21. ^ "Galina Timchenko". Politico Europe. 7 December 2017. Retrieved 6 July 2020.
  22. ^ Gershkovich, Evan (9 November 2018). "Editor's Resignation Signals Milestone #MeToo Moment in Russia". The Moscow Times.
  23. ^ Brown, Hayes (9 November 2018). "This #MeToo Moment Is Tearing The Russian Internet Apart". BuzzFeed News.
  24. ^ Stewart, Rick (9 November 2018). "Russia's most progressive media outlet finds itself on the wrong side of #MeToo". Global Voices. Retrieved 28 July 2022.
  25. ^ "Meduza Editor In Chief Resigns Amid Sexual Harassment Accusations". Radio Free Europe/Radio Liberty. 9 November 2018. Retrieved 28 July 2022.
  26. ^ "'The Naked Pravda' premiere trailer: Meduza's new English-language podcast".
  27. ^ Mukka, Antero (3 May 2022). "Jokainen teko sananvapauden puolesta syö pohjaa sortovallalta". Helsingin Sanomat (in Finnish).
  28. ^ "The million-dollar reporter How attackers hijacked the phone of Meduza co-founder Galina Timchenko, making her the first Russian journalist to be infected with Pegasus spyware". Meduza. Retrieved 14 September 2023.
  29. ^ "The Beet: A new email dispatch from Meduza".
  30. ^ "Российская аудитория сайта достигла 1,3 млн человек в месяц". РБК (in Russian). 28 January 2015. Retrieved 8 July 2020.
  31. ^ "Meduza: Doing New Media in a Perfect Storm". Retrieved 8 July 2020.
  32. ^ "Федеральные СМИ - 2020 год" [Federal media - 2020]. (in Russian). 28 January 2021. Retrieved 27 April 2021.
  33. ^ a b c d Smale, Alison (7 March 2023). "A Russian Editor Evades Putin's Censorship". The New York Times.
  34. ^ "Meduza is granting open access to all coverage of the war in Ukraine under a Creative Commons license".
  35. ^ Лихачёв, Никита (21 October 2014). "Издание Meduza заблокировали в Казахстане после репортажа из Усть-Каменогорска". Archived from the original on 7 March 2015. Retrieved 11 July 2017.
  36. ^ a b Bolotskaya, Rita; Bogoyavlenskaya, Evgenia (29 October 2016). "Галина Тимченко, гендиректор и учредитель проекта Meduza (Рига)". Ukrinform (in Russian).
  37. ^ Galimov, Samat (15 April 2016). "Кошки-мышки в Казахстане". Meduza : dev.
  38. ^ MacFarquhar, Neil (7 June 2019). "Russian Reporter Who Exposed Moscow Graft Is Arrested on Drug Charges". The New York Times.
  39. ^ Roth, Andrew (7 June 2019). "Russian police accused of arresting journalist on false charges". The Guardian. ISSN 0261-3077. Retrieved 7 June 2019.
  40. ^ "Former officers who searched 'Meduza' journalist Ivan Golunov arrested, may face drug possession and evidence falsification charges". Meduza. 29 January 2020. Retrieved 4 March 2022.
  41. ^ "Russia Labels Meduza Media Outlet As 'Foreign Agent'". Radio Free Europe/Radio Liberty. 23 April 2021. Retrieved 24 April 2021.
  42. ^ "Минюст внес "Медузу" в список "иностранных агентов"" [Ministry of Justice added Meduza to the list of "foreign agents"]. Ministry of Justice (Russia) (in Russian). Meduza. 23 April 2021. Retrieved 24 April 2021.
  43. ^ Yun Chee, Foo (24 April 2021). "EU rejects Russian decision to label media outlet Meduza as 'foreign agent'". Reuters. Retrieved 27 April 2021.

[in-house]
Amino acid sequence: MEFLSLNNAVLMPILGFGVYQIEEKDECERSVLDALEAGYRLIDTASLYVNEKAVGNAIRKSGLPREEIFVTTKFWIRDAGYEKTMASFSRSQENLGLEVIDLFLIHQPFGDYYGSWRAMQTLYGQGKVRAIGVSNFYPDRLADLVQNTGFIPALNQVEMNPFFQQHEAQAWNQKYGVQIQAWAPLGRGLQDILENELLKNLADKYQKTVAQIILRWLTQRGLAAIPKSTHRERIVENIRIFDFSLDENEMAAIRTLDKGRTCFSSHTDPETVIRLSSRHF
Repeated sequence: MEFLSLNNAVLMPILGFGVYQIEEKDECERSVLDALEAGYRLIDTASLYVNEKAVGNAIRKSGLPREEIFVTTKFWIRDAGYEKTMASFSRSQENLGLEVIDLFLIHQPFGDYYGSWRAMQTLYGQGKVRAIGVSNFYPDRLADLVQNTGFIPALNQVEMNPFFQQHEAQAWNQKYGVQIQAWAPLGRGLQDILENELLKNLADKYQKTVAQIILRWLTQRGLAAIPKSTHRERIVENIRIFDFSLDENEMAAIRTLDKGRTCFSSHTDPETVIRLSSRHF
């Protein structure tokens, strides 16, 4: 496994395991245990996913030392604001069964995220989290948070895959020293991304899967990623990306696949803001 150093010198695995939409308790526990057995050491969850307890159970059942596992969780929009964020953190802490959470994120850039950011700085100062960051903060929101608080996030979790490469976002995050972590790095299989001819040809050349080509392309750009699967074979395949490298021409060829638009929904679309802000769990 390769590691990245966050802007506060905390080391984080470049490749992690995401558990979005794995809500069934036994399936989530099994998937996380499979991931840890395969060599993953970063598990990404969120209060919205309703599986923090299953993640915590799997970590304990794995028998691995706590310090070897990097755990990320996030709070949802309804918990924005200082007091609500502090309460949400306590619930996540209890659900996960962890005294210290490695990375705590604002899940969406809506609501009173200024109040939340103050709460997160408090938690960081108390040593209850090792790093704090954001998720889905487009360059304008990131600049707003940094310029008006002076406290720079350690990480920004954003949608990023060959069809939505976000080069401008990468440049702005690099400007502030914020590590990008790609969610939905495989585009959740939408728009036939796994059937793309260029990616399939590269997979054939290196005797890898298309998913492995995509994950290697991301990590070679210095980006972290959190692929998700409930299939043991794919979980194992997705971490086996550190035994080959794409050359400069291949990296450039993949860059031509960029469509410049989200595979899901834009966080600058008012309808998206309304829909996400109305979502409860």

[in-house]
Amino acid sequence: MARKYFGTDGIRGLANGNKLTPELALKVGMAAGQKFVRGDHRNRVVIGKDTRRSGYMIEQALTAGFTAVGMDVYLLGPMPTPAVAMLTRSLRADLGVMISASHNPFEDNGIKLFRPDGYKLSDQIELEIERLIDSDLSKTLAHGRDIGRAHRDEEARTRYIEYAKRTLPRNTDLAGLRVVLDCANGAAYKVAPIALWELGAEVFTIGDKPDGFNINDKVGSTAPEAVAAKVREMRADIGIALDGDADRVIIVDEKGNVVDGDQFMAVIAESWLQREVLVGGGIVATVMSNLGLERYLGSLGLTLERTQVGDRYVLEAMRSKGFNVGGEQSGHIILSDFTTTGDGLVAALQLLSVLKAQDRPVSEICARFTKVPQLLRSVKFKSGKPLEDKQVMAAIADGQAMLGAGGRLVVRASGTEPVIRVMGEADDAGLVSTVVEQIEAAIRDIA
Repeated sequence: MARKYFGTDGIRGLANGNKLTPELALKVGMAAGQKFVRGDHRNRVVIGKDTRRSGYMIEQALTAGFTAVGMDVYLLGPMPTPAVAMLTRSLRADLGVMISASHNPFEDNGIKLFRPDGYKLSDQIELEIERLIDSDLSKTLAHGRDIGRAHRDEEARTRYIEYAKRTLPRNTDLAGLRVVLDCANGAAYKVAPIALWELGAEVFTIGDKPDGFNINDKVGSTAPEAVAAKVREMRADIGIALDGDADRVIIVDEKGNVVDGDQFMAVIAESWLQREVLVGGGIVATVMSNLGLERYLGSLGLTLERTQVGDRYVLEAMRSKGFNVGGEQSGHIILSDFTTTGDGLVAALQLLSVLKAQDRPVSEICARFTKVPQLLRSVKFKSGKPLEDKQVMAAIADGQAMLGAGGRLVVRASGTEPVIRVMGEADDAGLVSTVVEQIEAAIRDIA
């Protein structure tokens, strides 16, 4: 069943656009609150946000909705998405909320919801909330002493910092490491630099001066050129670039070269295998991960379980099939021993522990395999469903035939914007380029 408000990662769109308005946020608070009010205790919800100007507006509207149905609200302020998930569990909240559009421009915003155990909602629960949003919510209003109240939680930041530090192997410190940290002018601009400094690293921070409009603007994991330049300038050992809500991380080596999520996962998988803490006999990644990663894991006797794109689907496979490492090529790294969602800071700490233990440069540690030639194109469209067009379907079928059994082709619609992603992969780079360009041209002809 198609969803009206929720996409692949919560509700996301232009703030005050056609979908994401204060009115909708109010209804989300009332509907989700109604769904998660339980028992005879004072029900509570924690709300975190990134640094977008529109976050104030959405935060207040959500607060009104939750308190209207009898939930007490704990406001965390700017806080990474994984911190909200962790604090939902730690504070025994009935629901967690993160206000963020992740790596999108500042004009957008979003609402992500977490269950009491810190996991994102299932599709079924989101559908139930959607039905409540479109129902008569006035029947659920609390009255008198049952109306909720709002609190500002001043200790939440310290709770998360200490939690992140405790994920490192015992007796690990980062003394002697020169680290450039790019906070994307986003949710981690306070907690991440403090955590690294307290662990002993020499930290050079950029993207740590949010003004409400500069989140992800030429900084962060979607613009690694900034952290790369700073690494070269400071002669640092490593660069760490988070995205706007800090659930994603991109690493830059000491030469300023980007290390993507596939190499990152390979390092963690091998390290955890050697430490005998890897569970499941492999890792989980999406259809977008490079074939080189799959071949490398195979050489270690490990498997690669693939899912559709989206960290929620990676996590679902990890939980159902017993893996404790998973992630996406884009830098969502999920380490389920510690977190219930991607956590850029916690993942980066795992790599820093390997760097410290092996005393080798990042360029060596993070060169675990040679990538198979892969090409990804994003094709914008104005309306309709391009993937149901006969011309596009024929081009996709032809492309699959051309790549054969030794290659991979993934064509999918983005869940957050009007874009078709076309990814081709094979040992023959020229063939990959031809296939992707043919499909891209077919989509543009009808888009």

44. ^ "EU 'Rejects' Russian Labeling Of Meduza Media Outlet As 'Foreign Agent'". Radio Free Europe/Radio Liberty. 21 April 2021. Retrieved 24 April 2021.
  45. ^ ""Обязанность властей — обеспечить журналистам возможность заниматься своей работой в атмосфере, свободной от страха и принуждения"" [The duty of the authorities is to ensure that journalists are able to do their work in an atmosphere free from fear and coercion.]. Meduza (in Russian). 24 April 2021. Retrieved 24 April 2021.
  46. ^ "Russia: Statement by the Spokesperson on labelling Meduza as "foreign agent"". European External Action Service. 24 April 2021. Retrieved 24 April 2021.
  47. ^ "'Is this the end of Meduza?' Hobbled by sanctions, Russian journalists seek Western donors". The Washington Post. ISSN 0190-8286. Retrieved 24 November 2022.
  48. ^ Baer, Stephanie K. (14 March 2022). "This Russian Newsroom Has Been Cut Off From Its Readers Amid Putin's War. Now It's Asking The World To Help It Report The Truth". BuzzFeed News. Retrieved 24 November 2022.
  49. ^ Bieliaszyn, Wiktoria (14 March 2022). "Pomóż Meduzie. Rosji potrzebna jest choć jedna niezależna redakcja". (in Polish). Retrieved 24 November 2022.
  50. ^ "No to War An editorial from Meduza". Meduza. 24 February 2022.
  51. ^ "Сайты "Голоса Америки", BBC, DW, Meduza и "Радио Свободы" заблокировали". РИА Новости. 4 March 2022. Retrieved 17 March 2022.
  52. ^ Baer, Stephanie K. (14 March 2022). "This Russian Newsroom Has Been Cut Off From Its Readers Amid Putin's War. Now It's Asking The World To Help It Report The Truth". BuzzFeed News. Retrieved 16 June 2023.
  53. ^ "Новости". Meduza (in Russian). Retrieved 27 March 2022.
  54. ^ "RSF creates "mirror" of leading Russian exile news site blocked by Kremlin". Reporters Without Borders. 11 March 2022. Retrieved 27 March 2022.
  55. ^ "Here's who Russia has punished for speaking out against the war in Ukraine". The Hill. 11 May 2022.
  56. ^ Heintz, Jim (26 January 2023). "Russia declares critical news outlet Meduza 'undesirable'". Associated Press. Retrieved 26 January 2023.
  57. ^ "18 тысяч рублей за человека". Redkollegia (in Russian). 30 November 2016. Retrieved 7 June 2023.
  58. ^ "Журналист Ильнур Шарафиев получил премию «Редколлегия» за статью в «Медузе»". Meduza (in Russian). 14 December 2016. Retrieved 7 June 2023.
  59. ^ "Galina Timchenko - Committee to Protect Journalists". Committee to Protect Journalists. Retrieved 16 June 2023.
  60. ^ "The Fritt Ord Prize 2022". Fritt Ord. Retrieved 27 September 2023.

External links Edit